MP Emily Thornberry intervenes to win benefits for ex-housing worker put through ‘humiliating’ assessment
20 May, 2011
Published: 20th May, 2011
by PETER GRUNER
A SERIOUSLY disabled man was put through the “humiliating” experience of having to beg for financial support under controversial new rules imposed by the coalition government.
Former housing worker Patrick Lynch, 52, who uses a wheelchair, said that, despite having to prove at an hour-long assessment that he could not walk, he was later refused benefits and declared fit to work.
It was only after his MP, Emily Thornberry, the shadow Health and Social Care Minister, took up his case that government employment agency Jobcentreplus finally agreed to pay for his support.
Now, following Ms Thornberry’s intervention, and in a move with wider national implications, the agency has apologised to Mr Lynch and agreed to change its procedures.
In an article in the Tribune, Employment Minister Chris Grayling pledged that the new rules would not force people back to work if they were unable to do so.
Mr Lynch, from Moreland Mews, off Liverpool Road, Angel, worked for housing charity Centrepoint for 20 years until last year.
He suffers from a slowly developing illness, syringomyelia, caused by a cyst between the brain stem and spinal cord. With little movement or strength in his limbs, he has a carer for 18 hours a week, helping him dress and prepare meals.
Mr Lynch was in hospital for six months last year following a life- saving operation to improve his condition.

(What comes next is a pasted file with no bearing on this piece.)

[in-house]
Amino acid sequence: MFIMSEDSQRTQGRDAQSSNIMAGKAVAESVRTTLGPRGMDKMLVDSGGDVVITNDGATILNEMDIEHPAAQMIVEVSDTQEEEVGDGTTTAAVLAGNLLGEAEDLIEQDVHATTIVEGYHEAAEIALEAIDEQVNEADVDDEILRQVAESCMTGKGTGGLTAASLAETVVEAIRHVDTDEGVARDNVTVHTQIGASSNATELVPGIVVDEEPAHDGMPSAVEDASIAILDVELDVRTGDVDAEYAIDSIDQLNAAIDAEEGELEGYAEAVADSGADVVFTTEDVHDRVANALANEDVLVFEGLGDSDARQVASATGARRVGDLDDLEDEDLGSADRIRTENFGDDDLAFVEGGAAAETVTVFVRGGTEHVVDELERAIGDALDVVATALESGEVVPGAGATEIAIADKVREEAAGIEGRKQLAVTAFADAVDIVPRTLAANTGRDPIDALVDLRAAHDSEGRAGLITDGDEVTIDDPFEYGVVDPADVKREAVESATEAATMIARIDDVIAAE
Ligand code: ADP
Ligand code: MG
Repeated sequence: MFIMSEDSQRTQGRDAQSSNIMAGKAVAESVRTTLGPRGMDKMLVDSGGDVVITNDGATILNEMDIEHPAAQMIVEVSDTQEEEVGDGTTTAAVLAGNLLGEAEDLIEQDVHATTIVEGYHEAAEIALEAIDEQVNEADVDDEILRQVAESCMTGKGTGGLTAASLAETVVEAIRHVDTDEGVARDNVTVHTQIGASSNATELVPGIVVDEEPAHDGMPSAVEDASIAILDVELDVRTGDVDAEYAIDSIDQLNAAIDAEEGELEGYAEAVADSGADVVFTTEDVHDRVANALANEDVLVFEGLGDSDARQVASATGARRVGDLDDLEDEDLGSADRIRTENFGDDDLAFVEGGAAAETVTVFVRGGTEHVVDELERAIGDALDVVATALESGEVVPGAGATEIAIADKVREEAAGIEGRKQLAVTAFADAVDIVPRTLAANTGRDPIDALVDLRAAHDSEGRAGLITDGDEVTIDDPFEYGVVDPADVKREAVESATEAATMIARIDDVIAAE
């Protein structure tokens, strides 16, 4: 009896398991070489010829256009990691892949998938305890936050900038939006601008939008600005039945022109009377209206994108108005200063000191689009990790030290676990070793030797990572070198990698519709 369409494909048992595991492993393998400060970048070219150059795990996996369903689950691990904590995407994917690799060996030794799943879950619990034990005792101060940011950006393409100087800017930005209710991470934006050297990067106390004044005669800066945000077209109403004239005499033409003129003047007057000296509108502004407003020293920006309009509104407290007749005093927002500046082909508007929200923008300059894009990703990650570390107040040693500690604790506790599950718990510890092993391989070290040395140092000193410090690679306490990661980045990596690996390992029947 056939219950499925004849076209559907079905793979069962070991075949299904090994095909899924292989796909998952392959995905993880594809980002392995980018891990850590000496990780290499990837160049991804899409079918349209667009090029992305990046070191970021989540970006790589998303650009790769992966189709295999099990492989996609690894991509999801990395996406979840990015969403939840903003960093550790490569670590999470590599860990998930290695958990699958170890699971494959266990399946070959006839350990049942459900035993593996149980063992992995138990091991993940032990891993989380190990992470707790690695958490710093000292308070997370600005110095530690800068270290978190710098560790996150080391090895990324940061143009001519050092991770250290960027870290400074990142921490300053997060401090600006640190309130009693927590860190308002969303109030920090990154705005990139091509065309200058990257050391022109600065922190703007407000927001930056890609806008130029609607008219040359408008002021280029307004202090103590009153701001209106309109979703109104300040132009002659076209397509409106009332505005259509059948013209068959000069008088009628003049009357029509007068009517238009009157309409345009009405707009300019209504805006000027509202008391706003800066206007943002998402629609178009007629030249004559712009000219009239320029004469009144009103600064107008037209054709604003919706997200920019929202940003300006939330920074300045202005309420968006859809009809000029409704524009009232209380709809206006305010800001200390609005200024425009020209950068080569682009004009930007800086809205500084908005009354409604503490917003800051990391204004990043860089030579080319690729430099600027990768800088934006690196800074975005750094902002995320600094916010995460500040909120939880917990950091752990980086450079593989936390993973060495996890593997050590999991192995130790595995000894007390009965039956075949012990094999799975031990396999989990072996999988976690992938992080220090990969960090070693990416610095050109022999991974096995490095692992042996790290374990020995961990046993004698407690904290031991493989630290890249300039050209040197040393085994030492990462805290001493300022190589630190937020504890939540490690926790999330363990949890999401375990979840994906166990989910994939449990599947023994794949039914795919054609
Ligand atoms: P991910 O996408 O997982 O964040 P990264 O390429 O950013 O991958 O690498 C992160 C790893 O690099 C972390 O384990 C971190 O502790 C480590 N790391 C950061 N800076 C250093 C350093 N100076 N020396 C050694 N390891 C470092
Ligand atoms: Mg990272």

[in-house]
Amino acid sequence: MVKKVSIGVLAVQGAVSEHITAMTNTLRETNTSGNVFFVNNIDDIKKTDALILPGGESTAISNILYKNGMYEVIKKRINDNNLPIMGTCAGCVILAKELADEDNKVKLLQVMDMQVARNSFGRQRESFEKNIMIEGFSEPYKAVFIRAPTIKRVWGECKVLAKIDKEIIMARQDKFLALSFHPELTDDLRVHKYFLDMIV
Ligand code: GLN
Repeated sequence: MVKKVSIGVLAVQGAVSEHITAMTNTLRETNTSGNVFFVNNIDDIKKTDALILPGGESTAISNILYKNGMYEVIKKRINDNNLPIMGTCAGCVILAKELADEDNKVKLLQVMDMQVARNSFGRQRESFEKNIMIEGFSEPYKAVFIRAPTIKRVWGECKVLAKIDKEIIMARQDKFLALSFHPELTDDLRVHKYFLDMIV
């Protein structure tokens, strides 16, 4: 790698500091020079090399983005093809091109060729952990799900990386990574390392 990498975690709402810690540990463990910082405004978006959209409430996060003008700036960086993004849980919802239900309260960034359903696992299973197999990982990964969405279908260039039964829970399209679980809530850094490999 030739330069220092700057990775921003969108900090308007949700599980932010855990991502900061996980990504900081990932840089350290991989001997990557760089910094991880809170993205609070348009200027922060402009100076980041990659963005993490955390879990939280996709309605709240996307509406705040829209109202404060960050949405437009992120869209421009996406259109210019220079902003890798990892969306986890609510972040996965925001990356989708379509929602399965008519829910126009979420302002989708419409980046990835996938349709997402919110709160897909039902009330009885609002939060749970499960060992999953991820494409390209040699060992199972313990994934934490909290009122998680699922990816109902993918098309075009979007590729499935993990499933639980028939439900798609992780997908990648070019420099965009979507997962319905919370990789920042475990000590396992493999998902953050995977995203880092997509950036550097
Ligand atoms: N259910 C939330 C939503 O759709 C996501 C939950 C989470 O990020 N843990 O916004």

He was assessed by a GP at the Archway offices of Atos, a private firm used by the government to determine whether or not people are fit for work. Atos has been the target of demonstrations by campaigners who claim its methods are unfair.
Mr Lynch said: “The GP tried to be friendly but I suspect he wasn’t enjoying the interview any more than I was.
“I was asked to stand up, walk and pick something off the floor. I can do all these things to a degree without support but it’s very painful and I get extremely tired.
“Significantly, the doctor didn’t know a lot about my condition. I brought my medical notes but he obviously didn’t have time to read them and I had to leave them for him.”
Ms Thornberry said the agency had sent Mr Lynch confusing and contradictory letters.
“I complained and they have apologised and agreed to change their procedures,” she said.
“The government seem to be working to a target to reduce the number of people receiving benefits. But they are not looking at individual cases and that worries me. Clearly, Mr Lynch’s case illustrates how bad it can get if people just look at targets.”
In a letter to Ms Thornberry, JobCentrePlus district manager Rilesh Jadeja apologised for stress caused to Mr Lynch, adding that he would be entitled to compensation.
A Department for Work and Pensions spokesman said: “If someone disagrees with a decision made, they can ask for it to be looked at again. In the majority of cases the original decision is upheld but when it isn’t often it is the result of new evidence being supplied by the customer.”
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